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Interview with a Blackbird Pt.II
by Albert "Bubba" Wolford

Csim: It has long since been known that the Soviets hated and despised the SR-71. They furiously developed anti- SR-71 tactics continually in hopes of countering the Blackbird. It has been mentioned that on 3 June 1986 the Soviets demonstrated to a SR-71 crew that they had finally become "mortal" when six (6) MiG-31 Foxhounds made a coordinated mock intercept of an SR-71 that would have proven "inescapable" to the SR-71 and it's crew. Could you discuss this subject and pass on any information you have that might clear up this issue?

Richard: I can say 100 percent positively that it never happened. This is merely some of the mis-information and dis-information that goes around concerning the SR-71 program. Even if a MIG intercept was possible, it would be an even more demanding task to actually shoot down an SR-7 1.

Csim: It has been leaked that the SR-7lís top speed and maximum altitude when originally produced in 1963-1964 (A12) was around Mach 3.3 (3.29) and could approach 90,000 feet. Undoubtedly, the plane has undergone some major changes to itís engines, avionics, and sensors.

Richard: The top speed of the SR-71 is 3.5 Mach. Thatís not an absolute number because the speed limitation was actually a Compressor Inlet Temperature (CIT) restriction. Whenever the CIT reached 427 degrees C., thatís as fast as you could go. If anyone went faster than Mach 3.5, they were most likely in trouble. Our performance charts show 90,000 feet as the maximum altitude, however, we nominally flew between 72,000 and 85,000 feet. The aircraft was constantly being updated with new sensors. The J-58 engines had one major modification before I got into the program, and in the early 1 980s, the analog flight control system and associated computers were converted to an all digital system.

Csim: For many years the United States has fielded two main reconnaissance platforms in the U-2 and SR-7 1. However, it has been the U-2 that has been updated with the more "modern" avionic and camera systems thus itís continued existence. Could you explain why the U-2 was chosen to receive some of these updates and not the SR-71?

SR71 1997

Richard: The U-2 and SR-7 1 programs are funded under entirely separate budgets. The U-2 was seen as a cheap platform to provide reconnaissance. It also has a distinct advantage over the SR-7 1 in its ability to loiter for well over 10 hours at a time. If you want to gather intelligence over a continuous, long period of time, the U-2 can do that well. However, the U-2 is vulnerable to SAMs and MIGs. Therefore, the U-2 has to stand off from enemy territory and if threats are present, may require AWACS and F-15s for warning and protection. The SR-71 needs nothing for support. My book explains all of this in greater detail.

Csim: When the SR-71 was retired in 1990 Congress was notified that there was a new Blackbird replacement" being developed. Within the last few years in some parts of the United States and near the Western UK and Scotland, reports of engines noises thundering many times louder than the SR-7 1 have been heard along with various sightings of what some believe is a new "black" airplane. Could you discuss the issue of the rumored Aurora and talk about its existence if it does in fact exist at all?

Richard: If you believe what Ben Rich, President of Lockheed Skunk Works, wrote in his book, "Skunk Works," there never was an Aurora. I personally donít believe one exists either. However, I do think that some type of follow-on to the SR-71 was given serious consideration, but was never actually built. The famous picture that appeared in Aviation Week & Space Technology, showing a contrail of what people believe to be a pulse-type engine, I have seen replicated many times. A normal jet aircraftís contrail, produced in a air mass with a strong jet stream and high altitude wind shear, can easily replicate what appears to be "donuts-on-rope". I have seen it numerous times and know precisely what is causing it... .thatís why I donít put much faith a new "pulse-type" engine being developed.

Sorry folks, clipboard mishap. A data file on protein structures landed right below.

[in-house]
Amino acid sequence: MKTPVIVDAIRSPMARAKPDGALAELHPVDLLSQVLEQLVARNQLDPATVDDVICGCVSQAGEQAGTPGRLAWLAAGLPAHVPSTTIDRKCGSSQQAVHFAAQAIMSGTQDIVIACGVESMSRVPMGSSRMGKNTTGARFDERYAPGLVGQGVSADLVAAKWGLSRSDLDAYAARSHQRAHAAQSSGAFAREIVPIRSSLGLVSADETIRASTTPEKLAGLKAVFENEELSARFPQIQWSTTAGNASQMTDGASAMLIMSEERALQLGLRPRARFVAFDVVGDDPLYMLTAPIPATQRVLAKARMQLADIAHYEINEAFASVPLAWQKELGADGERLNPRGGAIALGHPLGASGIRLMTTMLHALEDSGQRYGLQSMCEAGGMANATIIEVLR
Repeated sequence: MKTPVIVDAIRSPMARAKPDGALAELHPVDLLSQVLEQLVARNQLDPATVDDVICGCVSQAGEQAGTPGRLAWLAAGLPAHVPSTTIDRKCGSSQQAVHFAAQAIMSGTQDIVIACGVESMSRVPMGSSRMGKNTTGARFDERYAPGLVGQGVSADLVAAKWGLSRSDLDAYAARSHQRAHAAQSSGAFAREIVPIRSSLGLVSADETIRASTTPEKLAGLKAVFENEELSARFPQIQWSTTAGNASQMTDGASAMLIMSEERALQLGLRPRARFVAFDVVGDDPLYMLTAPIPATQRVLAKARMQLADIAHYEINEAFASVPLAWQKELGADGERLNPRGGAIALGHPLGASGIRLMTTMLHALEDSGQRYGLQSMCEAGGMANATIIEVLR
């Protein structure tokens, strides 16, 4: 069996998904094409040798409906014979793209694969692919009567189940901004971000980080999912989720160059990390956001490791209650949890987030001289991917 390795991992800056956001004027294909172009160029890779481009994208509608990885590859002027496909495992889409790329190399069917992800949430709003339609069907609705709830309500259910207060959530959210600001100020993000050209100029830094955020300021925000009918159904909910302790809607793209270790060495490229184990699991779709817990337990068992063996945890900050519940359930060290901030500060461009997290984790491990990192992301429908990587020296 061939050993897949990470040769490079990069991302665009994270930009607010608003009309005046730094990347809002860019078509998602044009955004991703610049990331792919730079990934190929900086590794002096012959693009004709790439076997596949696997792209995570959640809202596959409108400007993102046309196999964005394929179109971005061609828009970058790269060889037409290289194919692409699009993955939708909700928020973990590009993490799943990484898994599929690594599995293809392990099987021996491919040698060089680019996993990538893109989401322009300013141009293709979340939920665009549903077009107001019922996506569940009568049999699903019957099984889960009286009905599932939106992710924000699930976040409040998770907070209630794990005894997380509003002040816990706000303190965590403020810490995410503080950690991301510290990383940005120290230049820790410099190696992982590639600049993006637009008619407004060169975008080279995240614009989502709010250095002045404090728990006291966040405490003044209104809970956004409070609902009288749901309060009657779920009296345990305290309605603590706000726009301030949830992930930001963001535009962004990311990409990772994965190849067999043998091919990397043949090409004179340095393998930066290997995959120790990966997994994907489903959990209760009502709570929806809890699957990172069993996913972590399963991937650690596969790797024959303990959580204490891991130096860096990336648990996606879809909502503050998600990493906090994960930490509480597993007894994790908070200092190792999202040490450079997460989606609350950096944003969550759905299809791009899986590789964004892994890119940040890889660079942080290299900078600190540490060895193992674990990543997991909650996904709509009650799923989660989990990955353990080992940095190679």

Csim: There is no question the SR-71 was sorely missed during Desert Storm. Could you discuss what impact the SR-71 could have made during Operations Desert Shield and Desert Storm and what areas of the conflict the Blackbird would have impacted most?

Richard: The SR-71 is very good at "keeping the other guy honest." If they had been flying over Iraq early on, I am not sure Saddam would have ever invaded Kuwait at all. I do know that our Air Force fighter crews were flying combat missions with intelligence worse that what we had in Vietnam. Many crews were sent to strike targets a second and third time because of poor Bomb Damage Assessment (BDA) from reconnaissance assets. The SR-7 lís highly sophisticated ASARS (radar) imagery sensor would have been perfect to find the elusive SCUD missiles that took so long to locate.

Csim: Many have speculated on the resolution of the cameras in our countries Recce birds. Given the advances made in satellite imagery, why does the United States still need the SR-71?

Richard: Satellites have to be moved in their orbits to image certain regions of the world. That process expends precious fuel onboard the satellite and thus requires high level authority in order to move one around. That makes them unresponsive to a theater commanders immediate need for good intelligence. Itís very predictable for a country to determine when a satellite is overhead and viewing their operations. The SR-71 can provide better imagery (photo or radar), day or night, in any weather, at any time. Their responsiveness is precisely what a theater commander wants. The SR-71s now have a near, real-time capability to downlink its radar imagery to a ground site located within several hundred miles of its flight path.

SR71 1994

Csim: The SR-71 was retired in 1990. However, in 1994 Congress issued $100 million in funding to allow 3 more Blackbirds to become operational. What were the reasons for bringing the legendary SR-71 back to service?

Richard: They were brought back because of existing gaps in our ability to gather intelligence on Third World rogue nations that may try hold the United States hostage to their threats. The current situation in Iraq is precisely why they were brought back. The United States should never find itself in a position where it is held hostage to threats to shoot down a reconnaissance aircraft.

Csim: Following your retirement in 1989 (after 25 years!) you began work on a book dedicated to the SR-71, itís stories, itís history and the pilots that flew the immortal plane. Could you describe your book and explain where we can purchase a copy?